The future of medicine, hiding in plain sight
Dan Lizotte, PhD, believes many of the answers to Canada’s biggest health questions could potentially be hiding in plain sight — in the shadows of large medical data sets, such as patient records.
An assistant professor with a cross-appointment in the Departments of Epidemiology and Biostatistics and Computer Science, Lizotte’s background has given him a unique perspective on the future of medicine in Canada. He is using his skill set in data analysis and statistics to help improve the lives of patients and physicians in Canada.
“I think that there are many data sources that, if carefully used, could provide a lot of really important evidence and help with good decision making, from the clinic to policy,” Lizotte explained. “I would say some of those data sources are just a little bit non-traditional, but in the field of computer science we’ve been a little more adventurous with the work we’ve been going after.”
One of the projects he recently started focuses on providing a better understanding of multimorbidity — the occurrence of more than one chronic disease, like diabetes and cardiovascular disease, in one person at the same time. The burden of multimorbidity on Canadians is increasing, yet patient health care is usually focused on one disease at a time, which may not be the best approach.
To help find better solutions, Lizotte and a team of researchers are drawing on a big data set of approximately one million patient records from across Canada. Using tools that already exist that help predict the risk of developing different chronic diseases, they have been able to look at clusters of diseases at the same time.
“What we want to do is identify the risk factors that are going to have the biggest impact on someone’s overall health,” Lizotte said. “If we can predict the diseases that a patient is most at risk for, we can look at the modifiable risk factors for those diseases, such as smoking or poor diet, and identify a few that need to be addressed.”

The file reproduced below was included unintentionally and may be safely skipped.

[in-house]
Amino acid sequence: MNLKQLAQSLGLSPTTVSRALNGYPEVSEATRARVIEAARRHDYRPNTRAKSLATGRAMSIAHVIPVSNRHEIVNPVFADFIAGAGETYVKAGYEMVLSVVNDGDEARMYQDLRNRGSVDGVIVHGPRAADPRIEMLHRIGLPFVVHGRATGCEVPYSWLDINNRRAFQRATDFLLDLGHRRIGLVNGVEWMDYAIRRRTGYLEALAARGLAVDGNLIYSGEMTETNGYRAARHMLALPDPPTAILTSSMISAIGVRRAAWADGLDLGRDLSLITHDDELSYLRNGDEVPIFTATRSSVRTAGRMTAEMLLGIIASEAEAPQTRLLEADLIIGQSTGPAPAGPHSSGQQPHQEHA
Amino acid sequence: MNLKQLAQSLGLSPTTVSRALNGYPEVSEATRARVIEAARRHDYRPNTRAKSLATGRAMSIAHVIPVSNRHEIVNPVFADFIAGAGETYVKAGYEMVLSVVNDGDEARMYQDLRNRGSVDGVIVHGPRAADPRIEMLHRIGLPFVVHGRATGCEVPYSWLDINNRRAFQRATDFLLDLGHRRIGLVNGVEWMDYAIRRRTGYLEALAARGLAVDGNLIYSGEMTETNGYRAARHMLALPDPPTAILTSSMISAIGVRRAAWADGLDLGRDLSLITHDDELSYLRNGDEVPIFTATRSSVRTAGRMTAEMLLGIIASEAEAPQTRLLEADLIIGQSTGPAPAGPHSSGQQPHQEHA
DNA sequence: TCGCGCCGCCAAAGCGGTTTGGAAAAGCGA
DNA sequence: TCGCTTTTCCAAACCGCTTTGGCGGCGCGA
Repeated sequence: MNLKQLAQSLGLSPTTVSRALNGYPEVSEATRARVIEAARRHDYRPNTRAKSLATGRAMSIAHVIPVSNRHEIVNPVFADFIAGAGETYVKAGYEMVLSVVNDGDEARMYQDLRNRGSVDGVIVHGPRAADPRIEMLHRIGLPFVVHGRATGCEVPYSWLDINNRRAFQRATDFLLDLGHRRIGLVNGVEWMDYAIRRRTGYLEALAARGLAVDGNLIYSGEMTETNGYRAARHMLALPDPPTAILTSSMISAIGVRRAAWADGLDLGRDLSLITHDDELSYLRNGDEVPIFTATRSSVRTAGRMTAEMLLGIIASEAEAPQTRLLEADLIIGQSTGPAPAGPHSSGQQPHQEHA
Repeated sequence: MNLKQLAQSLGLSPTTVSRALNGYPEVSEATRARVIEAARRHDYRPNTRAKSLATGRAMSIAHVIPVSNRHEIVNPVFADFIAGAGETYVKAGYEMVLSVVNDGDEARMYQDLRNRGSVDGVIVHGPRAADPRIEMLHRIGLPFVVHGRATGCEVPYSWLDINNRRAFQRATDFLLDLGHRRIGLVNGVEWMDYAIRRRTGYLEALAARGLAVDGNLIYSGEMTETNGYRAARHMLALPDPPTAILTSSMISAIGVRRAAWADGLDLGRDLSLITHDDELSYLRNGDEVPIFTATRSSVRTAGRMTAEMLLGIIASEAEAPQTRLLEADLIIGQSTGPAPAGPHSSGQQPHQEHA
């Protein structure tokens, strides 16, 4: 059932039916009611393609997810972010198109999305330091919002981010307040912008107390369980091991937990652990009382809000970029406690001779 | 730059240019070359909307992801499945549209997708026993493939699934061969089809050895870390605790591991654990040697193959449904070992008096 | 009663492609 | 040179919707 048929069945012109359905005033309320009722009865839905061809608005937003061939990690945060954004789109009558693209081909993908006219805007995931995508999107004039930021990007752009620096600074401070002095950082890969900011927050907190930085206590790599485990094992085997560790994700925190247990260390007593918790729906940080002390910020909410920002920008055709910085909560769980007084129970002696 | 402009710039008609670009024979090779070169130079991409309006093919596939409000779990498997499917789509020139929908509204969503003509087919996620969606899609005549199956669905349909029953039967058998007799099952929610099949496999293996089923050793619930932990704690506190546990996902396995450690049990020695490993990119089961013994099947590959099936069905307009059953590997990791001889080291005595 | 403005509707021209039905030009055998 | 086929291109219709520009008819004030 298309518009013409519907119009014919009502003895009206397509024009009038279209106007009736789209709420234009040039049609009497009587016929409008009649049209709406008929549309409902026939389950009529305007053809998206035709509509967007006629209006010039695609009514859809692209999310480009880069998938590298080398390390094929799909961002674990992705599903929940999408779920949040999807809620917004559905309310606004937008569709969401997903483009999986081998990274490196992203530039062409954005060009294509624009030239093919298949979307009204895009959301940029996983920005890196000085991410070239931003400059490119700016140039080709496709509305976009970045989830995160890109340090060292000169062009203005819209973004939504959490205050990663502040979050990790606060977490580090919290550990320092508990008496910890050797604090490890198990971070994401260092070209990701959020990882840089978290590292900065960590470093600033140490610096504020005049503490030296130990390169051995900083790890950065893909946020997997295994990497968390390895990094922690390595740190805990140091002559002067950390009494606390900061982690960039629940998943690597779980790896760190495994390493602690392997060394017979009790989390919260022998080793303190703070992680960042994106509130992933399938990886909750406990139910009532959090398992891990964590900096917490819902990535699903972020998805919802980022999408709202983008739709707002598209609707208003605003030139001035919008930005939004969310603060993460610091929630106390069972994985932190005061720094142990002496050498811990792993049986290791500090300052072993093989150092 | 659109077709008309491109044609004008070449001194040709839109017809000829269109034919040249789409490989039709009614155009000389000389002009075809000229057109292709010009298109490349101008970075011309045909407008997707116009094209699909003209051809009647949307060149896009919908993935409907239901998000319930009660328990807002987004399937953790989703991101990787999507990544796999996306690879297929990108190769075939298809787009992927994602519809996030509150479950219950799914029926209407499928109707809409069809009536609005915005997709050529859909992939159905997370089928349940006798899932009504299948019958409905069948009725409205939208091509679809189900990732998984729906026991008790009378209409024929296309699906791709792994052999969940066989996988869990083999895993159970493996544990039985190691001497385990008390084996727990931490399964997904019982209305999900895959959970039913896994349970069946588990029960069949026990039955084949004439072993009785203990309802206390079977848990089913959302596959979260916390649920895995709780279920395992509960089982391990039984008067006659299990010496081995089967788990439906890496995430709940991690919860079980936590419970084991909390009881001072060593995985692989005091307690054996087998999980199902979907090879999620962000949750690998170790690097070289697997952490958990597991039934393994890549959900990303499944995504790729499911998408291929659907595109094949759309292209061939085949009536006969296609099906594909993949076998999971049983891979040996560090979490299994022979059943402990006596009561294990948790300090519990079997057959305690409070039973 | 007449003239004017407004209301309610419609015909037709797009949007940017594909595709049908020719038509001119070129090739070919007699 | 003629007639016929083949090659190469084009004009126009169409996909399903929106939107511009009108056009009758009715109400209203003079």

The ultimate goal of this project would be to produce a tool used by the patient and physician during a medical appointment, so together they could determine what the patient risk profile looks like and help them identify behaviours they could change.
“Hopefully the discussion would lead to better health care outcomes down the road,” he said. “We are also thinking of this in part as a way to help people prioritize those behavioural changes, giving them the most ‘bang for their buck’, since people have a finite amount of energy they can spend on making these changes.”
Since joining the teams at Western, Lizotte has had the opportunity to collaborate with several people from a variety of faculties and departments, and even has the opportunity to supervise graduate trainees in both of the Departments of Epidemiology and Biostatistics and Computer Science.
Even though computer science is relatively a young discipline, it is quite broad. Coming from a background in artificial intelligence and machine learning, Lizotte could have chosen to work more exclusively in that area, but decided he wanted to take part in projects that were more translational.
“I have always been interested in method development with an application component, and my favourite application components have to do with health care,” he said. “In the future, I want to be able to build tools that are going to make a difference on the physician and patient experience.”